Multiple personalities..

The title of this post isn’t meant to disparage a more serious mental condition, but it’s a good metaphor for my state of mind over the last few weeks. Plus by being called Al I’ve been able to weave it into irresistible puns based on that, and who doesn’t love a good pun?

I’ve been reading ‘Think less, live more’ by Richard Carlson. It’s not a particularly new book, it was first published in the 1990s and a colleague recommended it to me and I’ve been taking a lot from it. I’m only about 41% of the way through it according to my Books app, but it’s really helped me to put a framework around some of the things I’ve been grappling with myself.

To paraphrase its basic tenet (probably really badly) it outright states that your feelings are driven by your thoughts – and you have some degree of control of your thoughts, if you’re present enough to acknowledge them, recognise them and decide whether or not that type of thought is likely to fuel your happiness. I guess that kind of theory more recently would be badged as Mindfulness or Being Present. But I’m quite drawn to how Carlson achieves the same effect without feeling like you might have to bust out the buddhist bells and whack some joss sticks on.

As you can probably imagine, much of my thoughts have not been leading me toward happiness in recent times. When those negative thoughts surface now I’ve tried to learn to call them out to myself, to put them to one side, and leave some room for less damaging ones. It sounds really silly, but it’s been working – which surprised me. I’ve never been much of a self-help book kind of person, maybe it’s a case of finding something helpful at the right time?

So anyway, multiple personalties, right? In my private writing space I’ve been identifying my different voices, thought processes and moods. Of course, I’ve changed mine and anyone elses’ name on there because it’s anonymous and whilst I clearly felt the urge to expel whatever was going on in my mind somewhere, I’m certainly not prepared to go into too much detail in public. So I couldn’t take advantage of the subsequent pun-based idea I had, so I’m going to do it here without going into specifics.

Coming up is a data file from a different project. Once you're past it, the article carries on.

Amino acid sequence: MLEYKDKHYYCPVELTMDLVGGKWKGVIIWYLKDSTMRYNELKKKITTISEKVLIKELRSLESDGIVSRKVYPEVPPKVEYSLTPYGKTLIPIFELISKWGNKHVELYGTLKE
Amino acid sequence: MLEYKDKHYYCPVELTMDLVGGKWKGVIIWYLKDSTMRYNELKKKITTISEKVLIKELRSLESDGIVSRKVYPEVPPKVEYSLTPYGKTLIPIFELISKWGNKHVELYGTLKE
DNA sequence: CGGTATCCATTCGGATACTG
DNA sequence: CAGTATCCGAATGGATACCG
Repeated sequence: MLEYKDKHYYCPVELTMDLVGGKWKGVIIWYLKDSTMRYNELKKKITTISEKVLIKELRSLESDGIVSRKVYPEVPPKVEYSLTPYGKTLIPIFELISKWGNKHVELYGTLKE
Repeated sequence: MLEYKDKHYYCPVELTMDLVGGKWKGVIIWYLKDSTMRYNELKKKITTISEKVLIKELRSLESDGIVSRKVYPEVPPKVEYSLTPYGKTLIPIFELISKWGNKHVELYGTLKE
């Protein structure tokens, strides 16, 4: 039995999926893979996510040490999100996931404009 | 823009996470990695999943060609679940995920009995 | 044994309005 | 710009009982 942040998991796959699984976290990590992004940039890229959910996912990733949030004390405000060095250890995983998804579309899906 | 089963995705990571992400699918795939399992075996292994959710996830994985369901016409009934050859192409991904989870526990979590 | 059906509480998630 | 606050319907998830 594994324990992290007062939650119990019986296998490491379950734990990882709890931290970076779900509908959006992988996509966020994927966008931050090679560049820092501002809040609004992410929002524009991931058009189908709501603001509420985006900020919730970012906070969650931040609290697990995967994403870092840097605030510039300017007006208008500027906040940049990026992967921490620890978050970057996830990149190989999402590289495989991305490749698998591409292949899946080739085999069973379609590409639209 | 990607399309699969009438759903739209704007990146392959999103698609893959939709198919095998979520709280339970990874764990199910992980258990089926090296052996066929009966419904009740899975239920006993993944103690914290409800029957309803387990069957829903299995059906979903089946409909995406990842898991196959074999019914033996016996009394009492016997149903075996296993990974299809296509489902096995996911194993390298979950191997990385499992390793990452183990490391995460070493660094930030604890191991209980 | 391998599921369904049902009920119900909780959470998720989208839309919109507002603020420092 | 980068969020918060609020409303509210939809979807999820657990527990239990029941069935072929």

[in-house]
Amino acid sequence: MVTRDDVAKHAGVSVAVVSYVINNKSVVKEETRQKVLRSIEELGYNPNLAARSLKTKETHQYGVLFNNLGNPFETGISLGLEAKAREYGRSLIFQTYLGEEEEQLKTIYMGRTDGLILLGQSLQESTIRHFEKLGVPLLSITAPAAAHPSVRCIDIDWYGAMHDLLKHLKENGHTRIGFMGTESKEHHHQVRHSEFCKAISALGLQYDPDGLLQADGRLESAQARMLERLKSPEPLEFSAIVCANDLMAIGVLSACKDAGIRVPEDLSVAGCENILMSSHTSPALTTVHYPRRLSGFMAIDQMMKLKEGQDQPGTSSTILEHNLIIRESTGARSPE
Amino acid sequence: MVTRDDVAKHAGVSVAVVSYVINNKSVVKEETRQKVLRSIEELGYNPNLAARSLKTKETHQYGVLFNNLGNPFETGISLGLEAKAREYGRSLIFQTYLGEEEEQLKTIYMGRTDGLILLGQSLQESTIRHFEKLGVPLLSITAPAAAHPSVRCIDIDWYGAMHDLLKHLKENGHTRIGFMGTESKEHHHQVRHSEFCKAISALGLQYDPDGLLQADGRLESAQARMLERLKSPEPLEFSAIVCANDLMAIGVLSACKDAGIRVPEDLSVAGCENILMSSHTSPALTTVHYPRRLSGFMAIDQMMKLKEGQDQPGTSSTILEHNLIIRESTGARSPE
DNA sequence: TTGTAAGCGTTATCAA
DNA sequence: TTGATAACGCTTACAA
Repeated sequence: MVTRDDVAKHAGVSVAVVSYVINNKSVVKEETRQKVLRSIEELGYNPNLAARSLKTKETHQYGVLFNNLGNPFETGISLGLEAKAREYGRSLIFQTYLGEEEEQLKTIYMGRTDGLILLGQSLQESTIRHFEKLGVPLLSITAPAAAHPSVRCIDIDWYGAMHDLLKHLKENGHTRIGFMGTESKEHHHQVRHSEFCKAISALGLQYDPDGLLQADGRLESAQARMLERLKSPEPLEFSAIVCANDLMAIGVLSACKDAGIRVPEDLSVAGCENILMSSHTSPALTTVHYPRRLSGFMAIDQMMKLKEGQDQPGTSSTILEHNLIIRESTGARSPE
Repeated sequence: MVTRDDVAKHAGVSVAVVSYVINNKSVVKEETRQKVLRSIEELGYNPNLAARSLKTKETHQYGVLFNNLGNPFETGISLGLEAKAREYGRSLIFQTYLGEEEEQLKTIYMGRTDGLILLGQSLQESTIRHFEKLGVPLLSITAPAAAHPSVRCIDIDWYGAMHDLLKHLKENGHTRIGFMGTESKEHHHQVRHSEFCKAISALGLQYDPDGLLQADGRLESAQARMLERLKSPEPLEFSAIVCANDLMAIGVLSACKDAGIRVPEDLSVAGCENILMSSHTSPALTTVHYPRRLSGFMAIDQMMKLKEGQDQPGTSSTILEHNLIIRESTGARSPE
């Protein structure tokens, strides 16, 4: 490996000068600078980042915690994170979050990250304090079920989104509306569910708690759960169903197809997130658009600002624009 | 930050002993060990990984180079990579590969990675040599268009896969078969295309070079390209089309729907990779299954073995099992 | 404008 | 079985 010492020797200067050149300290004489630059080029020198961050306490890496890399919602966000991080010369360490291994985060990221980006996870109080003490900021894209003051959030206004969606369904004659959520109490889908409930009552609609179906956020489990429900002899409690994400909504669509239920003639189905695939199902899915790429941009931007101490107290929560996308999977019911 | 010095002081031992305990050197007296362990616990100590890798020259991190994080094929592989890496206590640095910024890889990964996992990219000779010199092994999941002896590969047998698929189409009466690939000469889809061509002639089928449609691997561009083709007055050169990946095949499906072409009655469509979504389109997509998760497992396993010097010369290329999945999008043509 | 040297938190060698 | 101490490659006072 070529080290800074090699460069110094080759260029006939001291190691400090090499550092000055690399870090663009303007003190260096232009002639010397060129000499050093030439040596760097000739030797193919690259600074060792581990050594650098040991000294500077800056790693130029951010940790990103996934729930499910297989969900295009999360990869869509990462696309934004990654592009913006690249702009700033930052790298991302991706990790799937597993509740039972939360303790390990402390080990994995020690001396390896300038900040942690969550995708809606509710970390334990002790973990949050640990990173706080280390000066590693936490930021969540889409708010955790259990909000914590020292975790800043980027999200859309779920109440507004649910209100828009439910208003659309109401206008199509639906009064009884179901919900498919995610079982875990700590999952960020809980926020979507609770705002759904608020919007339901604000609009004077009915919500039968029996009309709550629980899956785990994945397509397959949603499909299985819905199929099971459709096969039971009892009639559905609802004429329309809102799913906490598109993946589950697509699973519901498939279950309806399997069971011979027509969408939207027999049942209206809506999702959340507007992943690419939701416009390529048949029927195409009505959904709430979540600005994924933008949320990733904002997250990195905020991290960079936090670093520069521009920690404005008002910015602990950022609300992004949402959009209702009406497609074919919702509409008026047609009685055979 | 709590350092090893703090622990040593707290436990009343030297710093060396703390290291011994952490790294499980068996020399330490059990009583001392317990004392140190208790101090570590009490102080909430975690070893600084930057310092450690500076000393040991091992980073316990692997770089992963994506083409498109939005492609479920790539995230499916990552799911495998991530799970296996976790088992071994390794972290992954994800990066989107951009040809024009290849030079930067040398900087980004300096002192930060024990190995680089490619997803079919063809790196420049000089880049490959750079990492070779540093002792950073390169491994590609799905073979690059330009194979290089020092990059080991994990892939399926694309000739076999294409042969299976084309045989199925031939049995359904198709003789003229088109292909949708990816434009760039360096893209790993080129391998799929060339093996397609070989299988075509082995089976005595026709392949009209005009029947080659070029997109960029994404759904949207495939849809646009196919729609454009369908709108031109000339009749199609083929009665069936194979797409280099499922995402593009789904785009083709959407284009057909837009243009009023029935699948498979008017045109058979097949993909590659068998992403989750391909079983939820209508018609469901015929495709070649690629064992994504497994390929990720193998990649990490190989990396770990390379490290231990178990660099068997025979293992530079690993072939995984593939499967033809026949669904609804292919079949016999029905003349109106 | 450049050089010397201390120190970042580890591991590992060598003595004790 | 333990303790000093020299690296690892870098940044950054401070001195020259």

For me at least, which this writing is principally for, it’s a combination of insightful and amusing – and I think to try to derive some amusement from what has been a genuine struggle is not necessarily a bad thing.

I’d like to introduce you to the Als.

Logic-Al is getting much more airtime in my internal monologue lately – he’s able to dispassionately weigh up the outcome of events and not worry about how that outcome came about. He recognises that however regrettable something might be, you can’t change it once it’s happened – so it makes most sense to focus on the present. He can seem a bit heartless or dispassionate, but he’s usually right. He’s been very much brought to the fore by the book I mentioned.

Analytic-Al was in the chair at first – he wanted to understand everything, he relived events both recent and further back, he scrutinised clues, agonised over the minutae of detail. Anyone vaguely familiar with my career would probably not be surprised he is often at the front of the queue, these are skills that have earned me my wages for less emotionally charged subjects. Whilst he arguably causes pain by reliving or discovering things, without him the road to recovery probably wouldn’t have been discovered, so whilst he needs to be tempered, he’s not a bad egg.